Twenty-something Richard travels to Thailand and finds himself in possession of a strange map. Rumours state that it leads to a solitary beach paradise, a tropical bliss - excited and intrigued, he sets out to find it.
Set in 1898, this movie is based on the true story of two lions in Africa that killed 35 people over a nine month period, while a bridge engineer and an experienced old hunter tried to kill... See full summary »
Intent on seeing the Cahulawassee River before it's turned into one huge lake, outdoor fanatic Lewis Medlock takes his friends on a river-rafting trip they'll never forget into the dangerous American back-country.
An eccentric and dogmatic inventor sells his house and takes his family to Central America to build an ice factory in the middle of the jungle. Conflicts with his family, a local preacher ... See full summary »
A squad of National Guards on an isolated weekend exercise in the Louisiana swamp must fight for their lives when they anger local Cajuns by stealing their canoes. Without live ammunition ... See full summary »
Honduran teenager Sayra reunites with her father, an opportunity for her to potentially realize her dream of a life in the U.S. Moving to Mexico is the first step in a fateful journey of ... See full summary »
Marco Antonio Aguirre,
A story following Archer, a man tortured by his roots. With a strong survival instinct, he has made himself a key player in the business of conflict diamonds. Political unrest is rampant in Sierra Leone as people fight tooth for tooth. Upon meeting Solomon, and the beautiful Maddy, Archer's life changes forever as he is given a chance to make peace with the war around him. Written by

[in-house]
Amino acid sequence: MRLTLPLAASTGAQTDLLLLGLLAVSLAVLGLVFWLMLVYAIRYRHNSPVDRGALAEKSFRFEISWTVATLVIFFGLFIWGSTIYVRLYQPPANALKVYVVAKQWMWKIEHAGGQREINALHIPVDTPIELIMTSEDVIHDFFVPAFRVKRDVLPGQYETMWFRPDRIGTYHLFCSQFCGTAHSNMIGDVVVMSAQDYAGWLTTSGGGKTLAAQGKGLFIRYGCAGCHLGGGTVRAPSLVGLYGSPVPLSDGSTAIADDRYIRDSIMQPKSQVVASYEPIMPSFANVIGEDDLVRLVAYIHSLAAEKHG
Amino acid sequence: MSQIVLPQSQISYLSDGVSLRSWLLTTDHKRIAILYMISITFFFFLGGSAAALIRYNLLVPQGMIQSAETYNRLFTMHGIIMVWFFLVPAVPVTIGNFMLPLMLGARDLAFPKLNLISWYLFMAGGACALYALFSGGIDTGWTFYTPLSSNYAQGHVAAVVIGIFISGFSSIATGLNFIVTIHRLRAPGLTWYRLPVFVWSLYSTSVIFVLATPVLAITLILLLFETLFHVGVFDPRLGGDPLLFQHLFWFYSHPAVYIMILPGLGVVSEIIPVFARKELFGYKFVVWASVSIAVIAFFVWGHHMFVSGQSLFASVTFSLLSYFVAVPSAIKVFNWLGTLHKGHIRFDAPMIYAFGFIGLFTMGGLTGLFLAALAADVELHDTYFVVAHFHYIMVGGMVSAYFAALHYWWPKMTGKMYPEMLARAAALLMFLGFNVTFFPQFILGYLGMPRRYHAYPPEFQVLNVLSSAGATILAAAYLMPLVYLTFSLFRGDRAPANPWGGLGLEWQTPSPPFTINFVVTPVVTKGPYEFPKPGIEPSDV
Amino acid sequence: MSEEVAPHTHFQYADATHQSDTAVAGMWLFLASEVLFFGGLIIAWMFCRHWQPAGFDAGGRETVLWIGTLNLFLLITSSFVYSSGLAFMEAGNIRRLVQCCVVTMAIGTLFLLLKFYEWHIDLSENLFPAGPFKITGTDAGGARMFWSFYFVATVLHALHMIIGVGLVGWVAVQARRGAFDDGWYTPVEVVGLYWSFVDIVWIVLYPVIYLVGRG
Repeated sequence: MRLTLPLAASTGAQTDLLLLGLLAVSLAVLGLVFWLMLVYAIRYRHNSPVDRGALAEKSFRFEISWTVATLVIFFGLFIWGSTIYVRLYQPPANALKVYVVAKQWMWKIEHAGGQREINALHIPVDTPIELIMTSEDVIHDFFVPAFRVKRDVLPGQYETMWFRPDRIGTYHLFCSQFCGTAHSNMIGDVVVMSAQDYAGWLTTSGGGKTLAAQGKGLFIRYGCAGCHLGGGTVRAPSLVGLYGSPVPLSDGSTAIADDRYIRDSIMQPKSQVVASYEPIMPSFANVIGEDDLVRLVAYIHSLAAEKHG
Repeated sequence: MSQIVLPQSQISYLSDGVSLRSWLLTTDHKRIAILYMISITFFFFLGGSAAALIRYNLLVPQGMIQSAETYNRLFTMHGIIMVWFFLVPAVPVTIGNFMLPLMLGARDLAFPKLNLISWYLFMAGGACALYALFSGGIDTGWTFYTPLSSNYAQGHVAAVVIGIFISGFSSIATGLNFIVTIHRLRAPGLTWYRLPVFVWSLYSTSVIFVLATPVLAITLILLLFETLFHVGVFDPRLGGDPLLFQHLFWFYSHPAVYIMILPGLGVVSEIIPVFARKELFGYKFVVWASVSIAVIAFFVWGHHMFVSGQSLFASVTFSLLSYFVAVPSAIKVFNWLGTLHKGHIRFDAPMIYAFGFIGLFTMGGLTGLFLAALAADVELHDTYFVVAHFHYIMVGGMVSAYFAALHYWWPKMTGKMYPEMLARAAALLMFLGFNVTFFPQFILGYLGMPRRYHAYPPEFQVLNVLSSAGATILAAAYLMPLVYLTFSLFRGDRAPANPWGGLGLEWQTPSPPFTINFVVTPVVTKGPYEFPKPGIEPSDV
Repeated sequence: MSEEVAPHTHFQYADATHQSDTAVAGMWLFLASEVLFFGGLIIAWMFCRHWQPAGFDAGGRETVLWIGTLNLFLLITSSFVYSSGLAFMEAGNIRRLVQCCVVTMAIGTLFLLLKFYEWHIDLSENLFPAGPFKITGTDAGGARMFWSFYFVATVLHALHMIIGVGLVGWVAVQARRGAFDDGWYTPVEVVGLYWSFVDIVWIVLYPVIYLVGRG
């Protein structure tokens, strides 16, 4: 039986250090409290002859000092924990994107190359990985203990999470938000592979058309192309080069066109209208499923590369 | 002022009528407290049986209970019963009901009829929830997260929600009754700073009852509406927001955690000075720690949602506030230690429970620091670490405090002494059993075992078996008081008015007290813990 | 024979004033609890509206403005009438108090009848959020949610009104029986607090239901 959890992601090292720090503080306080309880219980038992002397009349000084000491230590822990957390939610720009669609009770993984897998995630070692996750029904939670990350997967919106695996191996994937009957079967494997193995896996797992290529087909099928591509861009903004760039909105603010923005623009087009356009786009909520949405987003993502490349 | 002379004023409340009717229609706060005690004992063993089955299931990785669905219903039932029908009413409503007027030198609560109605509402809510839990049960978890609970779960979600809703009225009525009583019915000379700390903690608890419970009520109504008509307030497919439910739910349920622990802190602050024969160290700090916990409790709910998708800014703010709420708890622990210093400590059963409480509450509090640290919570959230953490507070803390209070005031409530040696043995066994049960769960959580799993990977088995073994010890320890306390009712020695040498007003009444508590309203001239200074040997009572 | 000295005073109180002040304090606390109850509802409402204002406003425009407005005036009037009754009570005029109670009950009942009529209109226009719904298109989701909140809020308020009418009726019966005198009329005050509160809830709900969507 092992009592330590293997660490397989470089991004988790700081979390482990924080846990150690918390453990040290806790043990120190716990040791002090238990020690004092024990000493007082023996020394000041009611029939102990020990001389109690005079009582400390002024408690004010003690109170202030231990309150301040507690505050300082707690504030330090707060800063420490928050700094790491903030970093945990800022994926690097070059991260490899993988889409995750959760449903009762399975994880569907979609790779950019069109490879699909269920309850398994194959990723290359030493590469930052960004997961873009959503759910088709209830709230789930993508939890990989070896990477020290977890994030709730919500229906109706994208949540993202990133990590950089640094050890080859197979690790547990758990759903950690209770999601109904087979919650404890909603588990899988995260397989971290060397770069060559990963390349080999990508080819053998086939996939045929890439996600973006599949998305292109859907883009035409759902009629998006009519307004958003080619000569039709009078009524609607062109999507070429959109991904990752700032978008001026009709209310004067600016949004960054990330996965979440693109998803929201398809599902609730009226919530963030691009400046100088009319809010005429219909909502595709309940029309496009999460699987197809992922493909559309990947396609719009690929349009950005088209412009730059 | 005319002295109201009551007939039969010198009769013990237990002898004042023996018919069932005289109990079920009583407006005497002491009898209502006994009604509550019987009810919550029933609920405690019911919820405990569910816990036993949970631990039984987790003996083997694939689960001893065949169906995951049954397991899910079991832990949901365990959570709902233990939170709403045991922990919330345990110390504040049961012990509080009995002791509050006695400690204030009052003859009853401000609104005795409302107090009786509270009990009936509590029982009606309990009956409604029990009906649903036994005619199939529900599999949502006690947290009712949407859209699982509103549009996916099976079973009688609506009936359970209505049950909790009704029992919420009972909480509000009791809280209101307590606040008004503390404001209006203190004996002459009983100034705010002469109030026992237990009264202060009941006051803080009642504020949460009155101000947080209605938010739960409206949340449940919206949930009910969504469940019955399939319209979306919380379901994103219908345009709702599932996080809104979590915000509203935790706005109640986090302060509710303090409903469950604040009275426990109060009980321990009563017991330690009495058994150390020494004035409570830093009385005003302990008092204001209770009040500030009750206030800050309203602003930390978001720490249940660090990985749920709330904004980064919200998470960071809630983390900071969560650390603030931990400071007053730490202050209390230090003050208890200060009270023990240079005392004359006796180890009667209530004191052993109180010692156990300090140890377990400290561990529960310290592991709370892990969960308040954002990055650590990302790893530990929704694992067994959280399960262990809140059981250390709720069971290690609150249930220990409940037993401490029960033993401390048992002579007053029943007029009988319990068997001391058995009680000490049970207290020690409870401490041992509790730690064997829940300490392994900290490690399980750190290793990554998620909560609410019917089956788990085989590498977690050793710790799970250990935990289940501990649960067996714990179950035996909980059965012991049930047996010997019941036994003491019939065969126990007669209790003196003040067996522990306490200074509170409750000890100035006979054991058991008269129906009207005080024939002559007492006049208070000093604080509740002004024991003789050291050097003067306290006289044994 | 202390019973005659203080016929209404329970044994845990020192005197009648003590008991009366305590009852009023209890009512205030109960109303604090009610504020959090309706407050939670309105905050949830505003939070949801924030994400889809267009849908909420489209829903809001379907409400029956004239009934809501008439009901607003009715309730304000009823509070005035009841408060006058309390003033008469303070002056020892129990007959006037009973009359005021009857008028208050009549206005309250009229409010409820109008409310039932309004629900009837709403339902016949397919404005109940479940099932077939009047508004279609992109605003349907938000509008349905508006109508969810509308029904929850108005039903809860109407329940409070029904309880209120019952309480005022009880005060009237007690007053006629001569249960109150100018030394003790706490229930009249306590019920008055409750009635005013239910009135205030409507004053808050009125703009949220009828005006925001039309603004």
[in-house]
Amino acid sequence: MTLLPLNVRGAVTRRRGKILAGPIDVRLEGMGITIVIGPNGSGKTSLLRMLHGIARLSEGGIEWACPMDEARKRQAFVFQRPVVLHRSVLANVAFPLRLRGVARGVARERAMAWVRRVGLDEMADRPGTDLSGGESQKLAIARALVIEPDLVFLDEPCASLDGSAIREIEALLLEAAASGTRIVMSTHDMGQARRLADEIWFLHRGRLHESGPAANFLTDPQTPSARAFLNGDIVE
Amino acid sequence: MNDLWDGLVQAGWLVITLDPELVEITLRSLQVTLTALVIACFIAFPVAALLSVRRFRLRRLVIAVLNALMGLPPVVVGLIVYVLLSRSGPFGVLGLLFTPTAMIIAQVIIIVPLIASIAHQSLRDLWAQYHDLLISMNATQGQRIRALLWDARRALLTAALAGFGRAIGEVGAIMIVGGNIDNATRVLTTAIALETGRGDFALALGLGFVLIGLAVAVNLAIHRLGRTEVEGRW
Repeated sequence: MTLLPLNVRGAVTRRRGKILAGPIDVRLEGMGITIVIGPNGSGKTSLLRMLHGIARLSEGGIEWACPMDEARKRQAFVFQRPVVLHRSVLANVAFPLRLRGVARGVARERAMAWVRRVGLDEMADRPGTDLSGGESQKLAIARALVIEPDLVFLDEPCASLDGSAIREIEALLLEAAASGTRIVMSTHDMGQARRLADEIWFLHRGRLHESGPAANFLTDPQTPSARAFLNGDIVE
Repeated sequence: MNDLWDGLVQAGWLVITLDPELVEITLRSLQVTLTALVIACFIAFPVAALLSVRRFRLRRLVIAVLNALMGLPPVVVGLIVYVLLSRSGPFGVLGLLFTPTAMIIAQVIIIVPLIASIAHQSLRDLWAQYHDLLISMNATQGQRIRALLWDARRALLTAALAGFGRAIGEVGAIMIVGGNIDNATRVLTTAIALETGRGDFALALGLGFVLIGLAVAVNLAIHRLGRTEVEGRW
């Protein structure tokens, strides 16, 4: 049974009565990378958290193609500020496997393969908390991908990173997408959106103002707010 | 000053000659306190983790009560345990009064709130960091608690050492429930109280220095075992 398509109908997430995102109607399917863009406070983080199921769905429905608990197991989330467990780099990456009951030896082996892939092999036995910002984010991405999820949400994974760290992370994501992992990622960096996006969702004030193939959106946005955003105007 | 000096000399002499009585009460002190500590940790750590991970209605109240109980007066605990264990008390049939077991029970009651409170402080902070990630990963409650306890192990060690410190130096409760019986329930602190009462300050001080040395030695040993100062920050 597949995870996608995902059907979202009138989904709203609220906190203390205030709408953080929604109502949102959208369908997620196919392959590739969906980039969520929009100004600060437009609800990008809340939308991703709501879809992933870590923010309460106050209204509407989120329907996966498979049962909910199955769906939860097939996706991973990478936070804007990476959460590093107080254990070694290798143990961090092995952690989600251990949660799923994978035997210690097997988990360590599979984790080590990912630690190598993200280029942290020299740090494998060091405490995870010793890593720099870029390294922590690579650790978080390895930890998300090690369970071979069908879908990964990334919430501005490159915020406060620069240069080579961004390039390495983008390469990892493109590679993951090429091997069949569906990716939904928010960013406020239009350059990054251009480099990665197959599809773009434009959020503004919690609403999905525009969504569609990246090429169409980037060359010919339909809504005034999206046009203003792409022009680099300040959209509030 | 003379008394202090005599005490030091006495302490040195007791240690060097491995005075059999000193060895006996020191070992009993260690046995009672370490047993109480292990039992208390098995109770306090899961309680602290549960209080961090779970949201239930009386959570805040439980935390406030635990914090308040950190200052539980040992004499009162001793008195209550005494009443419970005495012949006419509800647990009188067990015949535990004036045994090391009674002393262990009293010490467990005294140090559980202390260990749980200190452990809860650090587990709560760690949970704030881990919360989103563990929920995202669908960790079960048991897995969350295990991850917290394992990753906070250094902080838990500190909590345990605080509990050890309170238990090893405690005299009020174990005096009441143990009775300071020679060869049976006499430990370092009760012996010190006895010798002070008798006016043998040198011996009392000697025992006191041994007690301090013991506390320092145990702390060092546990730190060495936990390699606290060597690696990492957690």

De Beers Group, which is the largest player in the diamond trade, has expressed reservations that the film will reduce public demand for diamonds. De Beers maintains the trade in conflict diamonds has been reduced from 4% to 1% by the Kimberley Process and it has been suggested the company pushed for the film to contain a disclaimer saying the events are fictional and in the past. De Beers has denied this. See more »
When Maddy and Danny dance on the beach bar, on one scene she holds her hand around Danny's neck and on the next she does not. See more »
From tha Streetz
Written by William Carter, John Fletcher, Treyvon Green, Jalil Hutchins, Mack 10 (as Dedrick Rolison) and Lawrence Smith
Performed by Mack 10
Courtesy of Priority Records LLC
Under license from EMI Film and Television Music
Contains a sample of "Funky Beat"
Performed by Whodini
Courtesy of Sony BMG Music Entertainment (UK) Ltd.
By Arrangement with Sony BMG Music Entertainment See more »
Faithful to the Sierra Leone civil war, but just a small part of it, like Hotel Rwanda
I rate this a ten because I had the privilege of going to Sierra Leone after the war and participate in one of the war crimes trials there at the Special Court for Sierra Leone, created by the Sierra Leone government with the United Nations.
In a bit more than two and a half hours, the writers and directors have to tell the story of the civil war, keep it concise yet true, and tell it through the eyes of a few participants. Because the story line is so true, and the acting, writing, directing, locations, people, and photography are all superior, I must admit prejudice toward such a high rating. My local reviewer gave it a B+.
My exposure to the civil war and only some of the events of this movie were based on reading books, hundreds of witness statements, online material about the war, including the Sierra Leone Truth and Reconciliation Report, and listening to over 100 witnesses testify, and my trial was not even those of the RUF and AFRC, the really bad actors of the war, as the movie shows, pulling no punches. The accounts of atrocities are shockingly real. Tens of thousands had hands amputated, people were indiscriminately murdered, women raped or forced to marry, villages were burned, and children were kidnapped and forced to fight the war for both of the rebel factions (RUF and AFRC). Making a child a soldier is a war crime, and this movie artfully shows you why, without saying a word about it.
Sherman said, about our own Civil War, that "War is hell." But, African civil war is far different and atrocious because it inevitably leads to atrocities.
This fine work, with Hotel Rwanda, stands out as a film seriously attempting to explain the atrocities that Africans somehow can do to themselves.
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